- Analytic geometry in space
- Green's, divergence and Stokes' theorems
- Integrals in Cartesian, cylindrical and spherical coordinates
- Lagrange multipliers
- Matrix operations
- Partial derivatives
- Unconstrained maxima and minima

- Hung Le
*Lecturer*,*Institute for Computational & Mathematical Eng.*

5.0

10 units of AP credit (Calc BC with 4 or 5, or Calc AB with 5), or Math41 and 42.

Go to Course## About this course

## Who is this class for

## Instructor

### Matthew O. Jackson

Course topic:

Learn how to model social and economic networks and their impact on human behavior. How do networks form, why do they exhibit certain patterns, and how does their structure impact diffusion, learning, and other behaviors? We will bring together models and techniques from economics, sociology, math, physics, statistics and computer science to answer these questions. The course begins with some empirical background on social and economic networks, and an overview of concepts used to describe and measure networks. Next, we will cover a set of models of how networks form, including random network models as well as strategic formation models, and some hybrids. We will then discuss a series of models of how networks impact behavior, including contagion, diffusion, learning, and peer influences. You can find a more detailed syllabus here: http://web.stanford.edu/~jacksonm/Networks-Online-Syllabus.pdf You can find a short introductory videao here: http://web.stanford.edu/~jacksonm/Intro_Networks.mp4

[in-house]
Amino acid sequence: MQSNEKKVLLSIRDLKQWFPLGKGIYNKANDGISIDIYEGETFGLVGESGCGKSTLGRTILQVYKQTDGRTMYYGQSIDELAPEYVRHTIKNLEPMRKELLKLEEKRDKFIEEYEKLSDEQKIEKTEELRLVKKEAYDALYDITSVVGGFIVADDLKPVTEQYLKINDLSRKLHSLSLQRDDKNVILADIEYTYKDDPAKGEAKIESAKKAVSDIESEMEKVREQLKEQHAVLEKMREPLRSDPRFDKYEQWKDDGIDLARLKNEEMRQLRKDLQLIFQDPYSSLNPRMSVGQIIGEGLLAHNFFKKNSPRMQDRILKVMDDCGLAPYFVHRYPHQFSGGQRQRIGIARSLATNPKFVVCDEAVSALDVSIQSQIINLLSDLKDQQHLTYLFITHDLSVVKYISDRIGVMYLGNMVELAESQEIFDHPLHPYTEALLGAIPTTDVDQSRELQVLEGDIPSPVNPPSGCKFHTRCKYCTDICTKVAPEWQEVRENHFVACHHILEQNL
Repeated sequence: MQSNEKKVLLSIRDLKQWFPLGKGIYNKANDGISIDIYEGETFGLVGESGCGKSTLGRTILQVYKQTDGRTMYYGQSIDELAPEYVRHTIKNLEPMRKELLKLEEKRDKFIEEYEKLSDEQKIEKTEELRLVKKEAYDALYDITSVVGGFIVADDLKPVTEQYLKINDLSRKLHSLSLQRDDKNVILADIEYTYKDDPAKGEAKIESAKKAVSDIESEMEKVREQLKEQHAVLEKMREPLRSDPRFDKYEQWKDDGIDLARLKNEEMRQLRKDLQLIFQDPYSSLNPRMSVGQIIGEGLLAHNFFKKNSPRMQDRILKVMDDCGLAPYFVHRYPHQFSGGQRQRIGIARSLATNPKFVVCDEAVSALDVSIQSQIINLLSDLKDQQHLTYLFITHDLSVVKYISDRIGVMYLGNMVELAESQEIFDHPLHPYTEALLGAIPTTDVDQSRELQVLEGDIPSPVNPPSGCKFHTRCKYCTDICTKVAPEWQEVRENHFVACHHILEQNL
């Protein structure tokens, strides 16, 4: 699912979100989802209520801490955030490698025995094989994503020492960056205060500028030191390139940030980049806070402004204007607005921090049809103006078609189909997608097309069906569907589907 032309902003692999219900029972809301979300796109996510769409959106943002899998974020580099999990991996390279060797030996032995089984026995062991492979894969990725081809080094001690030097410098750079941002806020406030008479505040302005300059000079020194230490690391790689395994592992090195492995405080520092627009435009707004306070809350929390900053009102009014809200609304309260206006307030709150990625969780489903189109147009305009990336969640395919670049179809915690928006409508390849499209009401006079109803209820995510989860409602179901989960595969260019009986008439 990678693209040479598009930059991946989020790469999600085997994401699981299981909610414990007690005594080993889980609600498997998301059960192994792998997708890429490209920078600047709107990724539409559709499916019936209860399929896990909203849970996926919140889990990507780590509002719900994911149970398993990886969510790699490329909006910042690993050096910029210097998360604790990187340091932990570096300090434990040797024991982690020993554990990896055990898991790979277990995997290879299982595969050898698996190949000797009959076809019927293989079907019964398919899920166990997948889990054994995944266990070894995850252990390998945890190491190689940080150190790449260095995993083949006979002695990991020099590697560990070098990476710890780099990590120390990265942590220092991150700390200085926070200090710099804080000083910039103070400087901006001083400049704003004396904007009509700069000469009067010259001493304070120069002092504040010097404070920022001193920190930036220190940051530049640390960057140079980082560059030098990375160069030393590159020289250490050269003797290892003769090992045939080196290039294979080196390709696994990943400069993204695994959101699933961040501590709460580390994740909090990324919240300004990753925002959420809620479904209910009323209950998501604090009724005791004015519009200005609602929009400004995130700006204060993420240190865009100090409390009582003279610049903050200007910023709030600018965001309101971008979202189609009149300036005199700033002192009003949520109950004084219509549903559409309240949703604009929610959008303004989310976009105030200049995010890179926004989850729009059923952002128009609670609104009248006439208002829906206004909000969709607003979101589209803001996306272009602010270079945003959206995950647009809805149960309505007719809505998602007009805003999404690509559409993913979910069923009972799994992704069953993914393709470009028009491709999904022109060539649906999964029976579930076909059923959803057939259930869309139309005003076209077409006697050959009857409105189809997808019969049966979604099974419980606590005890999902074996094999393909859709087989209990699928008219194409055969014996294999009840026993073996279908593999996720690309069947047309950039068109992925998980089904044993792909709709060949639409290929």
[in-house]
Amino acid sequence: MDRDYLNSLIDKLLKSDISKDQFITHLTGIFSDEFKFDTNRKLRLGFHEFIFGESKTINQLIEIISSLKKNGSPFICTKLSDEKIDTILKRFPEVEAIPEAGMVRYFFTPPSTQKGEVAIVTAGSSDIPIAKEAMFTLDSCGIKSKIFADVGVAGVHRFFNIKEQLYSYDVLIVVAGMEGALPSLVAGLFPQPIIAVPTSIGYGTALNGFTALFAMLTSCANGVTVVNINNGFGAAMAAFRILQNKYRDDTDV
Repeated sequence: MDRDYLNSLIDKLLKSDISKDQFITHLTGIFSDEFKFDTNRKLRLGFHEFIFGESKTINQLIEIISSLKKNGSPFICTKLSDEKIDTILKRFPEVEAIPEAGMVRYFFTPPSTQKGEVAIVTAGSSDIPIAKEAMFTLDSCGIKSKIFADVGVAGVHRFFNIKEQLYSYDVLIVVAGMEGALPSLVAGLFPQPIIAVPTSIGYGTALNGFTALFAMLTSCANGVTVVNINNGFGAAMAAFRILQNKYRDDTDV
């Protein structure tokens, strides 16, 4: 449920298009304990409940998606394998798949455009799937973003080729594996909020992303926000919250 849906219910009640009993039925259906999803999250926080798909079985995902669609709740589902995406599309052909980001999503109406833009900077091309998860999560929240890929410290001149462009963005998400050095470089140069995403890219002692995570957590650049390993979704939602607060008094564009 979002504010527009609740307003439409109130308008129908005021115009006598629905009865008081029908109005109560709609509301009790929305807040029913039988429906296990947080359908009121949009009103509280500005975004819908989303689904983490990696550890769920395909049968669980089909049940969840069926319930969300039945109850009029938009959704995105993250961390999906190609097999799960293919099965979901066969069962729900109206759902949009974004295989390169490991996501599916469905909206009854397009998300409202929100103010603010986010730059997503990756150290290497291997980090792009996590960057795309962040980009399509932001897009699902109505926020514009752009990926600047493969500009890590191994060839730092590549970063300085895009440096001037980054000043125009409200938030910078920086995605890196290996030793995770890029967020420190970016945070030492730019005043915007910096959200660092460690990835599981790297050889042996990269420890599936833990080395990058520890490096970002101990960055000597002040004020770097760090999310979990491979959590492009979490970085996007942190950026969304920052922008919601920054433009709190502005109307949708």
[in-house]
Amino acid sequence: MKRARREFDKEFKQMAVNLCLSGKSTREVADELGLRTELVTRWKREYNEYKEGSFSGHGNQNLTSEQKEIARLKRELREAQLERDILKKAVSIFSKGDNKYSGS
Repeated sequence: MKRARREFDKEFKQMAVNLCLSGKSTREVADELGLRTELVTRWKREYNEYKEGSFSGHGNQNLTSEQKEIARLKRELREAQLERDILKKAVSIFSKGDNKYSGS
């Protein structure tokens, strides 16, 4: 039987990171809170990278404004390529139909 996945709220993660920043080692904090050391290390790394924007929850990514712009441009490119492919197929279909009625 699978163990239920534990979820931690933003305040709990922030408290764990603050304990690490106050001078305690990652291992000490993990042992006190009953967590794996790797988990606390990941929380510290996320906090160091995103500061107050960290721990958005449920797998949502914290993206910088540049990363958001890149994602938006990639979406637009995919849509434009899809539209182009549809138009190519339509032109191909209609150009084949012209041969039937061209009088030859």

This course starts every four weeks. The next session begins October 10.